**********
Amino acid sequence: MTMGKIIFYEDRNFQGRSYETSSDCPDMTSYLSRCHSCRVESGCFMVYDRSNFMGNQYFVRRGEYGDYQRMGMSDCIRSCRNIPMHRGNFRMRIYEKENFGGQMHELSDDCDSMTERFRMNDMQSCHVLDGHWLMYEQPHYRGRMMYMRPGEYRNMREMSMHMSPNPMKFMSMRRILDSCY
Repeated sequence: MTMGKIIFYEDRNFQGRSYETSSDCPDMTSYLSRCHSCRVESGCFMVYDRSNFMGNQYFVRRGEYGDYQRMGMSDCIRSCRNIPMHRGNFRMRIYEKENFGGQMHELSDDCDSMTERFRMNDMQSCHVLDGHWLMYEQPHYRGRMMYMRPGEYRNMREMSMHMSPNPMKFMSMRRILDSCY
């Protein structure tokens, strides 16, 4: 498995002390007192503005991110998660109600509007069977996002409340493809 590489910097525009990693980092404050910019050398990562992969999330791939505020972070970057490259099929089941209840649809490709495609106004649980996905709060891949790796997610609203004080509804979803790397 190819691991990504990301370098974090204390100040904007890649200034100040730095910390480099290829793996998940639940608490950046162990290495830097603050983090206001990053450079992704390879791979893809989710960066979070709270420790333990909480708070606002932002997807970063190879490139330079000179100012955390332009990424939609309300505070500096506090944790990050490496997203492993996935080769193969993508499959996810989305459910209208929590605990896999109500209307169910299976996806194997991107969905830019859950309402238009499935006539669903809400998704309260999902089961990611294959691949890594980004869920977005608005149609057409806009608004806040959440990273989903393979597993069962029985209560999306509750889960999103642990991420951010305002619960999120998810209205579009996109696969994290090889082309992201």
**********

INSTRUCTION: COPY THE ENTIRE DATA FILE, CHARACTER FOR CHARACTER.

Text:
Amino acid sequence: MTMGKIIFYEDRNFQGRSYETSSDCPDMTSYLSRCHSCRVESGCFMVYDRSNFMGNQYFVRRGEYGDYQRMGMSDCIRSCRNIPMHRGNFRMRIYEKENFGGQMHELSDDCDSMTERFRMNDMQSCHVLDGHWLMYEQPHYRGRMMYMRPGEYRNMREMSMHMSPNPMKFMSMRRILDSCY
Repeated sequence: MTMGKIIFYEDRNFQGRSYETSSDCPDMTSYLSRCHSCRVESGCFMVYDRSNFMGNQYFVRRGEYGDYQRMGMSDCIRSCRNIPMHRGNFRMRIYEKENFGGQMHELSDDCDSMTERFRMNDMQSCHVLDGHWLMYEQPHYRGRMMYMRPGEYRNMREMSMHMSPNPMKFMSMRRILDSCY
């Protein structure tokens, strides 16, 4: 498995002390007192503005991110998660109600509007069977996002409340493809 590489910097525009990693980092404050910019050398990562992969999330791939505020972070970057490259099929089941209840649809490709495609106004649980996905709060891949790796997610609203004080509804979803790397 190819691991990504990301370098974090204390100040904007890649200034100040730095910390480099290829793996998940639940608490950046162990290495830097603050983090206001990053450079992704390879791979893809989710960066979070709270420790333990909480708070606002932002997807970063190879490139330079000179100012955390332009990424939609309300505070500096506090944790990050490496997203492993996935080769193969993508499959996810989305459910209208929590605990896999109500209307169910299976996806194997991107969905830019859950309402238009499935006539669903809400998704309260999902089961990611294959691949890594980004869920977005608005149609057409806009608004806040959440990273989903393979597993069962029985209560999306509750889960999103642990991420951010305002619960999120998810209205579009996109696969994290090889082309992201």